Like few of his peers at the vanguard of postwar American art, Cy Twombly (1928–2011) appreciated the richness of the world’s ancient Mediterranean cultures and mined it for inspiration. Throughout his career, he created thousands of paintings, sculptures, drawings, photographs, and prints inspired by artifacts from the ancient past. As he stated, “Modern Art isn’t dislocated, but something with roots, tradition, and continuity. For myself, the past is the source (for all art is vitally contemporary).” In this lecture, curator Christine Kondoleon explores the artist’s lifelong fascination with antiquity—from mythology and poetry to war and memorials—and how it shaped his creative vision.
Dr. Christine Kondoleon is the George Behrakis Chair of the Art of Ancient Greece and Rome at the Museum of Fine Arts, Boston. As Chair she has led the renovations and reinterpretations of 12 new galleries of Greek, Roman and Byzantine art for the Behrakis Wing of Ancient Art at the MFA Boston that opened in December 2021. She is the curator of Cy Twombly: Making Past Present and the editor of the accompanying exhibition catalogue. In addition to publications of MFA Boston’s world-renowned collection, she has also organized the exhibition Games for the Gods (2004), and her Aphrodite and the Gods of Love, the first exhibition on the goddess of love (2011). Her special field is later Roman and early Byzantine art and mosaics.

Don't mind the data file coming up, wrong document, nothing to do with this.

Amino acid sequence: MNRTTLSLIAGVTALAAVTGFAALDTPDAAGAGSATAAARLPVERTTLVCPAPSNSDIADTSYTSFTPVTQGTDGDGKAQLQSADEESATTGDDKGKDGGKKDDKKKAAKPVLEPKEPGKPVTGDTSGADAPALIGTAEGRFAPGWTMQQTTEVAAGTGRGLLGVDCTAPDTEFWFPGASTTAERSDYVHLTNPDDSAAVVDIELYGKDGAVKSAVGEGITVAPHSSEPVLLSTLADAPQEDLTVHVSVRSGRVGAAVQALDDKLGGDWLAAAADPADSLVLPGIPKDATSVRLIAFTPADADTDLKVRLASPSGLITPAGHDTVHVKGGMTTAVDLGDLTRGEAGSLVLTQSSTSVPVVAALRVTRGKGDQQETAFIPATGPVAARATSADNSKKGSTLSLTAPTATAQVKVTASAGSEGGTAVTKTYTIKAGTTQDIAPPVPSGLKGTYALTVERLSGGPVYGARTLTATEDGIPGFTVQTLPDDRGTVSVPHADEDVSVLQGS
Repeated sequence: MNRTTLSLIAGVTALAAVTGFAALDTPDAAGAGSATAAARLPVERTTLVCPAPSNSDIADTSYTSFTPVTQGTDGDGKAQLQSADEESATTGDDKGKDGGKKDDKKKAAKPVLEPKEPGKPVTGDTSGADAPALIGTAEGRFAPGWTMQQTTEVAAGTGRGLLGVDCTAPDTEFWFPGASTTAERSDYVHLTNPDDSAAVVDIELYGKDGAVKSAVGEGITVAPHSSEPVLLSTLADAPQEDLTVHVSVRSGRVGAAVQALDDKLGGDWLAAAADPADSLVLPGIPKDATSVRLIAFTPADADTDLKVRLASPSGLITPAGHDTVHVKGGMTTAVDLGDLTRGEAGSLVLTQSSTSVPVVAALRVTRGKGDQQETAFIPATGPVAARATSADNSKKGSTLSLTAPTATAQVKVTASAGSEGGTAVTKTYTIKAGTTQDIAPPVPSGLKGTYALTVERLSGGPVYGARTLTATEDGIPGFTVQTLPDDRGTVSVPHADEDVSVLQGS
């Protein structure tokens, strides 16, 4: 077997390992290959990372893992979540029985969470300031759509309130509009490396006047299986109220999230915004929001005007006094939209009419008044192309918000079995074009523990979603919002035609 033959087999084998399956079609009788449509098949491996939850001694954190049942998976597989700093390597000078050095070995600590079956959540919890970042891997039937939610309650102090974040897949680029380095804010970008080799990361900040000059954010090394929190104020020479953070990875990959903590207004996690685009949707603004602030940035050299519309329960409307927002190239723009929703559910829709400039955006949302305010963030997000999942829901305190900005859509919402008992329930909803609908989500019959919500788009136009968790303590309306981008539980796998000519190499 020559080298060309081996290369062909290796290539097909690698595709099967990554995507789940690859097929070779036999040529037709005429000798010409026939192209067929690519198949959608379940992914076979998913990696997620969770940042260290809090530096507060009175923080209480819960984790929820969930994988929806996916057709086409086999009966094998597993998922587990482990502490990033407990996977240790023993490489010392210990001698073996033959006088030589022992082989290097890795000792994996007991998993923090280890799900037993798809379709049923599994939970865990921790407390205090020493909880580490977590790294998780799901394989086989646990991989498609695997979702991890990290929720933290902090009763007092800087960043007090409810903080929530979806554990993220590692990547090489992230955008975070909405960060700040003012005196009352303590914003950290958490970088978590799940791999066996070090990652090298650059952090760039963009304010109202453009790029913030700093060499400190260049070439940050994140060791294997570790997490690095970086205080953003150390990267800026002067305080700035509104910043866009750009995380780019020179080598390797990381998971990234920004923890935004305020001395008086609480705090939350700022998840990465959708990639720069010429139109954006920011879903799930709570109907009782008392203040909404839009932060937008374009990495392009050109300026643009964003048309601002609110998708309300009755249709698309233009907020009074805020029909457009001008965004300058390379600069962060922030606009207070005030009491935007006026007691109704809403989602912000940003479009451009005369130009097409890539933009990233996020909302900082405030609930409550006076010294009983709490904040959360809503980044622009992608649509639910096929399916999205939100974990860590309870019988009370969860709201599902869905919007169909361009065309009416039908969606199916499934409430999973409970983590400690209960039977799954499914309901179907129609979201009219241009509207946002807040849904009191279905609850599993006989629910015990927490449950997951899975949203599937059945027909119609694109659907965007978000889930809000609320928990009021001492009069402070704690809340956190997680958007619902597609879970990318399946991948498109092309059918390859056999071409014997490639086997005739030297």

Getty Center, Los Angeles
September 13, 2022 at 4.00 pm
For further information, please visit the museum's website.
Cy Twombly, Leaving Paphos Ringed with Waves (III), 2009